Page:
“A nonproliferation disaster of historic proportions that will produce harm for decades to come. “


The biggest news this weekend was not Senator Obama’s This Week interview, or Tom Brady’s left knee. Rather, it came out of Vienna, where a somewhat obscure intergovernmental organization–the Nuclear Suppliers Group–succumbed to heavy US lobbying and agreed to allow India to receive nuclear technology and know-how. The quote above is how the Arms Control Association’s Daryl Kimball describes the decision.

The quick back story is this. In 1974, the Indian government detonated a nuclear weapon that was fashioned from diverted civilian nuclear technology. This was a first. Never before had civilian nuclear technology been used to create a nuclear weapons program. To make matters worse, India is not even a signatory to the Nuclear Non-Proliferation Treaty. So, to prevent something like this from happening again, countries with nuclear materials and know-how banded together to impose strict conditions on the sale or transfer of civilian nuclear technology. This became the Vienna-based Nuclear Suppliers Group.

Fast forward thirty years. India is still not a signatory to the Non-Proliferation Treaty. The Nuclear Suppliers Group still refuses to transfer or sell of nuclear materials to India. That is, until Saturday, when the NSG issued a waiver permitting the transfer of civilian nuclear technology to India, thereby unraveling a key tenet of non-proliferation: if a country diverts civilian nuclear technology to a weapons program it will be denied access to civilian technologies.

Why the turnaround? The Bush administration considers India (the world’s largest democracy) a key regional ally and wants to reward New Dehli’s pro-American alliance. Many (though not all) members of congress agreed in principal that India’s nuclear sanctions should be lifted.

The problem, though, is that this deal sets a disturbing precedent that might complicate negotiations with other proliferators like Iran (which, after all, also claims to only be pursuing a civilian nuclear program). Then, of course, there are regional consequences of the India waiver, namely the knock-on effect it would have on Pakistan’s nuclear ambitions. Daryl Kimball puts it succinctly:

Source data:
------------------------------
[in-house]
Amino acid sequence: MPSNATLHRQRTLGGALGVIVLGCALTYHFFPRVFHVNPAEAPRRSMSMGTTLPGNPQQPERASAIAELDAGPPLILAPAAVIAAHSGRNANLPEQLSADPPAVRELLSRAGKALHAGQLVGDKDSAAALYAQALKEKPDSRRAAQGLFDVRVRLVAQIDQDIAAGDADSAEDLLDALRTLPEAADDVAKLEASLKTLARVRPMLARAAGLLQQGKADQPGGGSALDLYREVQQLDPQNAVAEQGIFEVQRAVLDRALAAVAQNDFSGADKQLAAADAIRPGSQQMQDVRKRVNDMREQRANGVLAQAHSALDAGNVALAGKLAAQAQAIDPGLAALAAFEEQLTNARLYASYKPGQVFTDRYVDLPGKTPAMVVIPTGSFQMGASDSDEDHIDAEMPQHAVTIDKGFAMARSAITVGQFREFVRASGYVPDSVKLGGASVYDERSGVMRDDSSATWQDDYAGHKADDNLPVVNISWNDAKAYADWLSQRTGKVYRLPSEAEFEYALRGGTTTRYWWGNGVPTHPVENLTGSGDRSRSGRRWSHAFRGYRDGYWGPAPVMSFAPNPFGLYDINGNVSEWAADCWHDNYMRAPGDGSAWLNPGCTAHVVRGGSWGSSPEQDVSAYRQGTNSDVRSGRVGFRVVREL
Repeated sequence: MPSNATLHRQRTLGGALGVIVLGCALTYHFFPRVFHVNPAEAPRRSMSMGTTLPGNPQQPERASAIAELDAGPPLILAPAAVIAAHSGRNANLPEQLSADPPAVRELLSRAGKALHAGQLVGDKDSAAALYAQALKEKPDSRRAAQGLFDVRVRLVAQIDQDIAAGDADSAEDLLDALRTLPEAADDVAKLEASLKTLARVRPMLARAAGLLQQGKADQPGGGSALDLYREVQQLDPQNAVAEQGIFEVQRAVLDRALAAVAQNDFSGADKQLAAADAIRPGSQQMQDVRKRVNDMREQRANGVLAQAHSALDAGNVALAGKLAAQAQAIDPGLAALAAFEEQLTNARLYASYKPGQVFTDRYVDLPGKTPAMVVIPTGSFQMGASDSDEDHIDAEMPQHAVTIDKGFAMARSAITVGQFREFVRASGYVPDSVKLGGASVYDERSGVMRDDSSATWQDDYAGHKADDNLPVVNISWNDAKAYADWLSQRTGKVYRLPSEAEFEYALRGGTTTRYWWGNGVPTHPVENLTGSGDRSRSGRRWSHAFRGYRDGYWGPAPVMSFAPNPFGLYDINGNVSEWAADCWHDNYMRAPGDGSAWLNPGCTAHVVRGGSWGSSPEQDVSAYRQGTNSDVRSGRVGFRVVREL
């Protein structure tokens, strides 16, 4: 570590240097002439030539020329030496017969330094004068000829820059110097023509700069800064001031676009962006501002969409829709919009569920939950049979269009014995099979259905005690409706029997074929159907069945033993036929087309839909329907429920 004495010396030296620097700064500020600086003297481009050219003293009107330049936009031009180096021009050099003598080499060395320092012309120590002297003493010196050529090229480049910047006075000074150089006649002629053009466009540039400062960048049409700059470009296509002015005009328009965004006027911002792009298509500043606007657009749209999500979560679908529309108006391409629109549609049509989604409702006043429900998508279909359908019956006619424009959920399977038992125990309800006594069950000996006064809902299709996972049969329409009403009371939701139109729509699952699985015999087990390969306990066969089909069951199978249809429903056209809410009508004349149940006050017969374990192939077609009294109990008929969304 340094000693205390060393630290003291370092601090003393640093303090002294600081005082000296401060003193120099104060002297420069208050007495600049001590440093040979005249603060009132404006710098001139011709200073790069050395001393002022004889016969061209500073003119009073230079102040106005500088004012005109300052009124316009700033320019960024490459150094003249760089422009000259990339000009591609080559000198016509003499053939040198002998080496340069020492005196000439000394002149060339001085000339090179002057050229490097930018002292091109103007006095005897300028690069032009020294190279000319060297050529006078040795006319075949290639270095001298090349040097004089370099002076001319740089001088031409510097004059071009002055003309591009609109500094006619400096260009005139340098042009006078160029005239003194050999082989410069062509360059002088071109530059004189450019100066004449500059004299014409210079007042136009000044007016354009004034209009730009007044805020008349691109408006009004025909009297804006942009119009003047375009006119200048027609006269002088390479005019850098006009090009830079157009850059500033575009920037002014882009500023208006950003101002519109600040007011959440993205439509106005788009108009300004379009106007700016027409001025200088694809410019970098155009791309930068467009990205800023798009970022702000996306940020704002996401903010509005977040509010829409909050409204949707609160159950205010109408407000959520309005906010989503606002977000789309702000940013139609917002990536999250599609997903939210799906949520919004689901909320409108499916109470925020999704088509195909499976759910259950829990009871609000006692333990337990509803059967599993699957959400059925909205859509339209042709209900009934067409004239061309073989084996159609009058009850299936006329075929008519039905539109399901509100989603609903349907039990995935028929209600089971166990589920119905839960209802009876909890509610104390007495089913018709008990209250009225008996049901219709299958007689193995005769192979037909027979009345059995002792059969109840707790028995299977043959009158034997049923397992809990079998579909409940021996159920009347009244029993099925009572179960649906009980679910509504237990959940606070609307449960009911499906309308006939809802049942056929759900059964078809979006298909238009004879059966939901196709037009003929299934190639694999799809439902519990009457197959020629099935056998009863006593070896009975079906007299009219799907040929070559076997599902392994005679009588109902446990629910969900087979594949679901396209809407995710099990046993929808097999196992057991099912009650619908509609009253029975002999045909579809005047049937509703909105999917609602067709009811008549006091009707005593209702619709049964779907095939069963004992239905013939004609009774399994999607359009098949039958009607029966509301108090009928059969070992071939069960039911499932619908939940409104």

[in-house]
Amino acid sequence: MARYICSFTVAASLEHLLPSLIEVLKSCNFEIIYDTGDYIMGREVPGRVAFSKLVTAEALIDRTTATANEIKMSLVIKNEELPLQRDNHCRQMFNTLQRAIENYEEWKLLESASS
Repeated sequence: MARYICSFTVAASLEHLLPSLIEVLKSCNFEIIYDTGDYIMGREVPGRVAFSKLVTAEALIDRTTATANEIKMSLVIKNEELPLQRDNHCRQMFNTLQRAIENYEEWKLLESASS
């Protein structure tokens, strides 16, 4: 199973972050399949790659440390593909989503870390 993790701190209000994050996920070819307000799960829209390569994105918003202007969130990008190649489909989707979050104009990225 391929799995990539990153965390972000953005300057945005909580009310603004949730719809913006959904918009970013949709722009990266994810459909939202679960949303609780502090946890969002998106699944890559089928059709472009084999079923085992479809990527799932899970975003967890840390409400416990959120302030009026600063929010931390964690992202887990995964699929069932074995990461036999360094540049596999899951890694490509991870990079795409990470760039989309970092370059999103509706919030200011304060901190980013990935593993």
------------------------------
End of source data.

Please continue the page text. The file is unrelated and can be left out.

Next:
As a result, the India-specific exemption from NSG guidelines severely erodes the credibility of global efforts to ensure that access to peaceful nuclear trade and technology is available only to those states that meet global nuclear nonproliferation and disarmament standards.

Also, nuclear fuel sales to India for Indian power reactors may marginally help increase India’s energy output, but at the same time it will free up India’s limited domestic uranium supplies to be used exclusively for bomb-making. This will lead Pakistan to follow suit and help fuel the South Asian arms race.

Finally, Paul Kerr explores the deleterious effect of this deal on American diplomacy at the United Nations. In 1998 the Security Council passed resolution 1172 in the wake of dueling nuclear test explosions by India and Pakistan. The resolution called on member states to “prevent the export of equipment, materials or technology that could in any way assist programmes in India or Pakistan for nuclear weapons or for ballistic missiles capable of delivering such weapons, and welcomes national policies adopted and declared in this respect.”

This NSG waiver completely undermines that resolution and in the process undermines the Security Council’s non-proliferation work more broadly. If you think this doesn’t really matter, consider that the Council is currently the only body trying to coax Iran back from the nuclear brink.

We need to be propping these institutions up, not tearing them down.

(Photo from Flickr)